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Shareholder urges EMC to drop VMware

Hedge fund with 2% stake says Calif. unit is weighing down parent’s stock price

One of the largest shareholders in EMC Corp. plans to pressure the technology giant to split off its VMware software unit in a bid to boost the Hopkinton company’s stock price, according to a financial industry executive with direct knowledge of the shareholder’s plans.

Elliott Management, a New York hedge fund, wants EMC to reverse one of the most successful tech acquisitions in years, concerned that competition from the subsidiary is weighing down the parent company’s stock price, the executive said. Ten years ago, EMC paid $625 million for VMware, which today has a market value of more than $40 billion.

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Both EMC and VMware, which trade separately on the New York Stock Exchange, sell cloud storage services. Some analysts have suggested that VMware’s rapid growth has siphoned away investors who might otherwise have put money directly into EMC, thus lowering the parent company’s value.

Shares of EMC rose 5 percent Monday on news of Elliott’s breakup campaign, closing at $28.33. VMware fell 2.5 percent to $92.95.

Elliott declined to comment, as did EMC.

The push for a breakup was first reported by The Wall Street Journal.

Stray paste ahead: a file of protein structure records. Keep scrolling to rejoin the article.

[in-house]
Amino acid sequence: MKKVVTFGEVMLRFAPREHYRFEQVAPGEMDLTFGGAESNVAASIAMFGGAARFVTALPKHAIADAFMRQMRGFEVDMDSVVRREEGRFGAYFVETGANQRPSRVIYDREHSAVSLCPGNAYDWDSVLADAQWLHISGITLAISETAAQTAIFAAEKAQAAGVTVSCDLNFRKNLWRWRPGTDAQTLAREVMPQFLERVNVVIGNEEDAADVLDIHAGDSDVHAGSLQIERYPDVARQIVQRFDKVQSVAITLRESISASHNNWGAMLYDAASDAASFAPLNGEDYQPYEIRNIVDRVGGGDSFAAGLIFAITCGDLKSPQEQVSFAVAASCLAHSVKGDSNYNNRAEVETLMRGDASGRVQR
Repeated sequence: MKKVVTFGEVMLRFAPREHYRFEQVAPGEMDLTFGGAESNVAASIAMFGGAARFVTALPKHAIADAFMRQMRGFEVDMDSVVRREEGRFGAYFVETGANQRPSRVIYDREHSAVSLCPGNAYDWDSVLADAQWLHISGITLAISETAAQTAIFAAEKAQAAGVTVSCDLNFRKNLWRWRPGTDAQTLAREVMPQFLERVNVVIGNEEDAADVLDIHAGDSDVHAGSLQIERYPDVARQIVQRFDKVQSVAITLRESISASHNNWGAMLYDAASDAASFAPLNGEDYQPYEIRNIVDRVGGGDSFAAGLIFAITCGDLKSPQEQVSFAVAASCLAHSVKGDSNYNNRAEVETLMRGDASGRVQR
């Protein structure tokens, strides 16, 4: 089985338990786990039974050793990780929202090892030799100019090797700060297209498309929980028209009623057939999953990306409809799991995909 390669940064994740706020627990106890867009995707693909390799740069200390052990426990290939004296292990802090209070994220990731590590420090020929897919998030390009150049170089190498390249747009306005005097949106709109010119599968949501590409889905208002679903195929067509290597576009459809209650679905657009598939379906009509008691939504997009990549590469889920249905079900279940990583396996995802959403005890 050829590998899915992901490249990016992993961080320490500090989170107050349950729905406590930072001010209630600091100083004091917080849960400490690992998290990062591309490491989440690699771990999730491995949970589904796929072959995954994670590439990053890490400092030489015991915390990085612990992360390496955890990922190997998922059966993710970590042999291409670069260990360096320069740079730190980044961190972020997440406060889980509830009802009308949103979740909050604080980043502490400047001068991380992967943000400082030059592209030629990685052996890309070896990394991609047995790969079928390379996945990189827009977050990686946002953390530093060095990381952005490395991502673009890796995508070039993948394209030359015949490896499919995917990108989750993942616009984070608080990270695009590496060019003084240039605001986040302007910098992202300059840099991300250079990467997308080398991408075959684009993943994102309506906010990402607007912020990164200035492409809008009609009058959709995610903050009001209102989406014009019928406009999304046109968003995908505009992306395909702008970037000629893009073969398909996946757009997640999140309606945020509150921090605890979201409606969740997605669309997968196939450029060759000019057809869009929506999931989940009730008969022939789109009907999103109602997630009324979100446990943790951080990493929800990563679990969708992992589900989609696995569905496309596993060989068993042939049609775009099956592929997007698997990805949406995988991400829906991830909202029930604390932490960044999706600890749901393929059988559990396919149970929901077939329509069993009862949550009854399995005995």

VMware is a central piece of EMC’s federation business strategy, in which it allows acquired companies to operate autonomously, said Jim Kelleher, an analyst who tracks the tech company for Argus Research. EMC believes the model makes a big corporation more nimble and is not likely to change course, he said.

“It would really represent a fundamental rethinking of how EMC runs its business model,” he said. “I think Elliott will find EMC will dig in its heels a little bit.”

Elliott has accumulated about $1 billion in EMC stock, enough to make it the company’s fifth-largest shareholder, but still holds less than 2 percent of the total shares, according to Factset, a financial data firm in Norwalk, Conn.

The hedge fund’s stake won’t be large enough to strong-arm EMC, said Jayson Noland, a senior analyst at Robert W. Baird & Co.

“It’s hard to make a company do what they don’t want to do if you only own 2 percent,” Noland said.

Elliott will have to ally with other EMC investors to get its way, Noland said. With $25 billion under management, the hedge fund has earned a reputation as an activist investor.

In February, for instance, Juniper Networks of Sunnyvale, Calif., unveiled a turnaround plan that included two new directors picked by Elliott, which owns 6.2 percent of Juniper.

Callum Borchers can be reached at callum.borchers@
globe.com
. Follow him on Twitter @callumborchers.
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